Friday 16 September 2016

Diary of a Young Darwin Scholar: Day 3

Following a break for yesterday's coverage of BSBI at the launch of the State of Nature report, we now return to George Garnett's Diary of a Young Darwin Scholar. This is an FSC scheme which is supported by BSBI and aims to help young naturalists - the next generation of 'Darwins'.

George happy to be proved wrong!
Image: Sorrel Lyall
We left George on his second evening at FSC Preston Montford, having failed to see a badger and with little faith in the Longworth traps he and fellow scholars set before they went to bed. Over to George for Day 3:

Monday 22nd August 2016

"The next morning we went to check our traps. I’ll admit, I was wrong to be pessimistic! We found loads of small mammals: 5 bank voles and a wood mouse. In my trap was a bank vole as can be seen in the plastic bag in the picture. 

I was pleased to have caught something so I was happy to be proved wrong!

The main activity of the day however, was canoeing down a section of the River Severn. We were in Canadian canoes which were rafted together in pairs. In the morning, we just paddled downstream pointing out anything of interest. 

George's catch: a bank vole,
just before it was released again
Image: G. Garnett
We saw Herons, Mute Swans, Sanderlings, Banded and Beautiful Demoiselles, a Kingfisher, numerous Willow species (Crack, White, Grey) and lots and lots of Himalayan Balsam! 

The most exciting find had to have come from our boat though, an otter. 

Running with the theme of animals I have missed, all I managed to see was the ripple it left behind after diving back under the surface of the water. It was some consolation that half of our boat and the other two boats had also missed it.

After lunch, we were given a net and tray to carry out freshwater sampling and determine water quality using the invertebrate species composition. 

Unfortunately we did not find a single invertebrate, instead catching small fry fish. In hindsight, our lack of success may have been because we were not sampling in gravelly areas where many of the freshwater invertebrates live.

The view from the canoe
Image: Fiona Boyle
The second activity required that each boat design a method of sampling Himalayan Balsam populations on the riverbanks from a canoe.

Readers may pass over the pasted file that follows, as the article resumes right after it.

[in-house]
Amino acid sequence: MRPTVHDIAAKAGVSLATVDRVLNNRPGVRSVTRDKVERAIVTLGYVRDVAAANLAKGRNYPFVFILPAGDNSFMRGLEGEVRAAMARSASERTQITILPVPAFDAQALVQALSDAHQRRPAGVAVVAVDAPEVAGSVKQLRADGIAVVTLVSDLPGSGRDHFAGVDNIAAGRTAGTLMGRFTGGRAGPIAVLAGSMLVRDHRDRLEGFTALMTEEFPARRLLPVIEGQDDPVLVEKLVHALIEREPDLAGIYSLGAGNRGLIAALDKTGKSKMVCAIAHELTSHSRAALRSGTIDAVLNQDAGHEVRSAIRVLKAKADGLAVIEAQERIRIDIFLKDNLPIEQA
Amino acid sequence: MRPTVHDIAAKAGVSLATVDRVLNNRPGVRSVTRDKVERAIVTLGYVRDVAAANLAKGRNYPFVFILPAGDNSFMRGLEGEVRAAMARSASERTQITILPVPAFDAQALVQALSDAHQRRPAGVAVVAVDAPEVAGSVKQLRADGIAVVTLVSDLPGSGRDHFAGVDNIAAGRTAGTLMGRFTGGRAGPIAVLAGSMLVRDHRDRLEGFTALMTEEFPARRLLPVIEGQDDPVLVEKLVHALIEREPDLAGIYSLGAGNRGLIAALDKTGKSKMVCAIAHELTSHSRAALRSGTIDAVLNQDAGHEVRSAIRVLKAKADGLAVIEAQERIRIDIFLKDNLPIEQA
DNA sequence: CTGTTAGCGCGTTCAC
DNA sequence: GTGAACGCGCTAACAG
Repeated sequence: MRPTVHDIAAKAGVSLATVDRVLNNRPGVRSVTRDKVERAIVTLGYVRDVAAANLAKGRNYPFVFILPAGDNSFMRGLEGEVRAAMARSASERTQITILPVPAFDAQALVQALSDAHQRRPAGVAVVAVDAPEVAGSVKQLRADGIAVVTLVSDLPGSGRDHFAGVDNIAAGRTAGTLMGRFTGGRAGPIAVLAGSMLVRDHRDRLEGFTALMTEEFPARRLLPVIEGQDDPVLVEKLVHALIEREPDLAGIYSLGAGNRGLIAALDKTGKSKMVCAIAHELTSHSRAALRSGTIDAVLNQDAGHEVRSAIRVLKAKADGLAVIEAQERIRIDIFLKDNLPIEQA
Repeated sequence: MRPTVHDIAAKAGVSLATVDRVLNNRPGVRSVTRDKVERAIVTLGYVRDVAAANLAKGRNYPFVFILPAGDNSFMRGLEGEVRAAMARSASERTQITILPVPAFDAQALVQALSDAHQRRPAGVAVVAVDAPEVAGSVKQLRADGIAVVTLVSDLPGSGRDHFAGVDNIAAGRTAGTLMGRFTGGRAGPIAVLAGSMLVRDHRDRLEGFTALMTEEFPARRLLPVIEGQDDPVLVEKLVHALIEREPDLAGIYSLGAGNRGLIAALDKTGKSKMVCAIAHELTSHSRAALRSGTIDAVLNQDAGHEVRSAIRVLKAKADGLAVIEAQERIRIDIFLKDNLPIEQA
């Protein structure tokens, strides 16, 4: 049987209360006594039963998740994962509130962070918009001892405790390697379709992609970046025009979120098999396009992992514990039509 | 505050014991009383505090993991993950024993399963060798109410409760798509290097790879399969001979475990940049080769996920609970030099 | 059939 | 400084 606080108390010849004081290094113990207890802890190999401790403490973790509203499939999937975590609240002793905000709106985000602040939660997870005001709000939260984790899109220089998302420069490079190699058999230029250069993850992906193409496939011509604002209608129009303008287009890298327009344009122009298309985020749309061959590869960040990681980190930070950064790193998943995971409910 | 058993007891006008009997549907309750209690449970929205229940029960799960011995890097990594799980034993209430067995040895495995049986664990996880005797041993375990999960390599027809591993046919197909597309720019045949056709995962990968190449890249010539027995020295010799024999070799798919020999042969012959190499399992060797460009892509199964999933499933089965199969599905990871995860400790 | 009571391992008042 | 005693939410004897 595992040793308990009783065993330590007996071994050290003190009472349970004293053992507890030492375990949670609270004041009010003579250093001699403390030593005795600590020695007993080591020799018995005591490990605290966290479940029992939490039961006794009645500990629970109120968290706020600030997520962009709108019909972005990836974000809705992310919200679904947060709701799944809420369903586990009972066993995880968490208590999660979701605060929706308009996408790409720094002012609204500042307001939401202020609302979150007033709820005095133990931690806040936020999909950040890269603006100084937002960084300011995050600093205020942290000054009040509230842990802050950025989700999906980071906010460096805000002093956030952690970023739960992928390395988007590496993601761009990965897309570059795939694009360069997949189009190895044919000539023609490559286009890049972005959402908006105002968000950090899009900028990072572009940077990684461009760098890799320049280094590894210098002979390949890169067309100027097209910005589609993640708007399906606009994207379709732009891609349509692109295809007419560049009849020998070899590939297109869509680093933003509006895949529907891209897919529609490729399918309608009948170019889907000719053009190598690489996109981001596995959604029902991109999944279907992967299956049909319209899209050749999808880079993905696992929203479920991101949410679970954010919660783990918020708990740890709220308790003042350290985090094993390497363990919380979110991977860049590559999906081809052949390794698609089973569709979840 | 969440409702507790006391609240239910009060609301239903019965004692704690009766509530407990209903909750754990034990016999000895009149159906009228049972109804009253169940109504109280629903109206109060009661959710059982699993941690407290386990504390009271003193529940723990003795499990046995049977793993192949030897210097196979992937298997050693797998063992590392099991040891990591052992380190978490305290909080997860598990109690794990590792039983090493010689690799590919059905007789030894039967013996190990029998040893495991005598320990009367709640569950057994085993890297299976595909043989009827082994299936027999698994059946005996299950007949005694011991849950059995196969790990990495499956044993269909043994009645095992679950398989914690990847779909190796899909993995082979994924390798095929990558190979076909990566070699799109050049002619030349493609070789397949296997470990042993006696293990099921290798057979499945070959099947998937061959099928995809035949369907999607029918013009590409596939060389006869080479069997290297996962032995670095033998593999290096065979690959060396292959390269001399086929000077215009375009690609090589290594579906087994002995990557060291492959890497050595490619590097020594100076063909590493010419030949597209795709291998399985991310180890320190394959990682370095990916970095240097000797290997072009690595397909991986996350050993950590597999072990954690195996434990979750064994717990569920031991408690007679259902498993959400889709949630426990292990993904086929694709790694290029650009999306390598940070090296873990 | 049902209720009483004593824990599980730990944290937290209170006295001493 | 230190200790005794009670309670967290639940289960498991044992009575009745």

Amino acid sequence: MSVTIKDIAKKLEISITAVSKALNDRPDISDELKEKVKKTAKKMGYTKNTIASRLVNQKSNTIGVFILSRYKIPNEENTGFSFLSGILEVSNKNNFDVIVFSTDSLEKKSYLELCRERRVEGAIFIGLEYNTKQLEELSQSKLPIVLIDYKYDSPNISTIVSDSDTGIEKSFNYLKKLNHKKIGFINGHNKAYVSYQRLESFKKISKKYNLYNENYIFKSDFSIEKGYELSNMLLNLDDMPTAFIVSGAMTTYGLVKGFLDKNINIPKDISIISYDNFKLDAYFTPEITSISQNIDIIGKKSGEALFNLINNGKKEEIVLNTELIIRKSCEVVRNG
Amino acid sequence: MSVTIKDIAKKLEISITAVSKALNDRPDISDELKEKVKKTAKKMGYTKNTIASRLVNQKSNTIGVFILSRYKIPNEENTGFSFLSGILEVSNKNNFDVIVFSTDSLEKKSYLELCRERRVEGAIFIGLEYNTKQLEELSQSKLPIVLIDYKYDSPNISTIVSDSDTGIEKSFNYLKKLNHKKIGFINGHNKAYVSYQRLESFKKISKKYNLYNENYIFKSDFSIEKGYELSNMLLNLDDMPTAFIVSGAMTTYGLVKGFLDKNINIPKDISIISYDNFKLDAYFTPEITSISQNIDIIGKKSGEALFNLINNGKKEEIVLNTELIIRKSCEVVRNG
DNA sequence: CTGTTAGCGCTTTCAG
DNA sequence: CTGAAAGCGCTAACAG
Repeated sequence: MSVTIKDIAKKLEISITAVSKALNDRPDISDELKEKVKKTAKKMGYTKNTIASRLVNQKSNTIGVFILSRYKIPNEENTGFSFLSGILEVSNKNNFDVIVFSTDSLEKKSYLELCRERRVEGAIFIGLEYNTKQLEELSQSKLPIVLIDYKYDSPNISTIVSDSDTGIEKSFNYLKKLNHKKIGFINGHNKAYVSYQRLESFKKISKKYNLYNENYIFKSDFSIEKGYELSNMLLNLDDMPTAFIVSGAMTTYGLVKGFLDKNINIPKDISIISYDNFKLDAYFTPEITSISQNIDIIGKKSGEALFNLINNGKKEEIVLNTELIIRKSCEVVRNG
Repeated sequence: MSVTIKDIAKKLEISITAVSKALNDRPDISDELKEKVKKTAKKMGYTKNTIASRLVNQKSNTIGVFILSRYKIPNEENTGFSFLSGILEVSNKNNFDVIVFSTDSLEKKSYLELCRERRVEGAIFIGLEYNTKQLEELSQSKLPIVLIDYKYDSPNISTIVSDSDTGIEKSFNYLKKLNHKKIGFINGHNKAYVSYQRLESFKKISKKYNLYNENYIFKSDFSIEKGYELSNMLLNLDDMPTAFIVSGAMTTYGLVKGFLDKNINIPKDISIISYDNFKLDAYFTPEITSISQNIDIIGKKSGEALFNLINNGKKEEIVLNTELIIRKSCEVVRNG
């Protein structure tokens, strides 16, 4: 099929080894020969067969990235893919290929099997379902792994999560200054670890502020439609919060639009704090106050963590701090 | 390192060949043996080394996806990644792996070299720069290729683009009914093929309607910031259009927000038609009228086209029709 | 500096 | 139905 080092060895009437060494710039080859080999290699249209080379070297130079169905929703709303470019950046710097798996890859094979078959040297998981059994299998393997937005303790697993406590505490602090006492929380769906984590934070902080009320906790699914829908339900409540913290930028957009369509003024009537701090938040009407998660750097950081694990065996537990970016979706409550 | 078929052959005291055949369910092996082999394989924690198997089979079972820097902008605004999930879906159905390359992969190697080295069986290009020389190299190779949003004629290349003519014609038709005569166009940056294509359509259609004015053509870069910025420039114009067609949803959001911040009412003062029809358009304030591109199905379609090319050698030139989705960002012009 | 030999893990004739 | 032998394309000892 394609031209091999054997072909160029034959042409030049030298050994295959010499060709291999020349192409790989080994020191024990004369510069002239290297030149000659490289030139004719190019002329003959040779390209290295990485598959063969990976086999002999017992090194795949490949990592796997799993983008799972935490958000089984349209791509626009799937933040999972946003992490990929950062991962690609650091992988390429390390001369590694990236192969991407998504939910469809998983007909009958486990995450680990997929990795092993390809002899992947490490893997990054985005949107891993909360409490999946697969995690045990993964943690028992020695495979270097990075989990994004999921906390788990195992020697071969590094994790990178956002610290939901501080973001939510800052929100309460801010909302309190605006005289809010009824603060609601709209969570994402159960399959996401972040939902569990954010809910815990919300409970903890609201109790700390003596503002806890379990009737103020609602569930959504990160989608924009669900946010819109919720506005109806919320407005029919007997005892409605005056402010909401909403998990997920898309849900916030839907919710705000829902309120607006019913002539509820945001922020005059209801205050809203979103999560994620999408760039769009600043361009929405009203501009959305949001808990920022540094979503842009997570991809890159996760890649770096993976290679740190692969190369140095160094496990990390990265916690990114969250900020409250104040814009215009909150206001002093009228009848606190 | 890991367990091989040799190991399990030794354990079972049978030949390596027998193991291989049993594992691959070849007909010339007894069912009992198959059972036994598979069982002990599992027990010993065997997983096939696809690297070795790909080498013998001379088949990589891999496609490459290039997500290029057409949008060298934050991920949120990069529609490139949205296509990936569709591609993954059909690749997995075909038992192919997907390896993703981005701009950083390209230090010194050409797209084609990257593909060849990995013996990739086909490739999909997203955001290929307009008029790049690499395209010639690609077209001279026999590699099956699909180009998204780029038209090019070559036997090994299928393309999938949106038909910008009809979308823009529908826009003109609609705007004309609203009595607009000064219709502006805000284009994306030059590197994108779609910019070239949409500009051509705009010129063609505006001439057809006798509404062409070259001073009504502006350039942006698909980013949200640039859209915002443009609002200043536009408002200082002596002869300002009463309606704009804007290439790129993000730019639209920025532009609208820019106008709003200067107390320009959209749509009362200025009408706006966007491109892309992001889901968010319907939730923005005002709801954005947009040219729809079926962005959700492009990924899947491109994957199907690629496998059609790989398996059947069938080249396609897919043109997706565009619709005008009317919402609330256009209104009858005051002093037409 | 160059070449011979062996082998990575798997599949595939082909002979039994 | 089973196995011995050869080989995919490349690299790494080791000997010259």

In this we were more successful and did end up with data that could potentially be useful, with a little refinement to the method.

I won’t go into detail of the method here however, as I want to keep this blog post relatively brief!

This was a really lovely day out and again, it was nice to appreciate Shropshire’s natural beauty and continue learning more and more from my fellow scholars.

Birds at Venus Pool NR
Image: G. Garnett
The rest of the afternoon was spent on dry land back at the centre where we enjoyed a talk from two ecological consultants on how to forge a path on this career. 

It was eye opening and although not a path I currently intend to take, it’s always good to keep an open mind.

After dinner we visited the Venus Pool Nature Reserve, owned and managed by the Shropshire Ornithological Society. 

Evening at Venus Pool NR
Image: G. Garnett
My knowledge on birds is embarrassingly poor so I was grateful to the birders in the group who could name the species we encountered for me. Among these were Green Sandpipers, Lapwings, Little Egrets and Greenshanks. 

We were even fortunate enough to hear, and then see, Barn Owls in the arable fields on the reserve".

Good to hear that, after so many near-misses, George had a few decent sightings at last but that's the trouble with animals - they fly/run/wriggle away before you can get a good look. Plants on the other hand sit still very obligingly until you've got the ID book out and applied your handlens! 

In tomorrow's final instalment, George gets to do some botany at last, and with an expert tutor - tune in tomorrow for what George describes as his "favourite day of the course!"  

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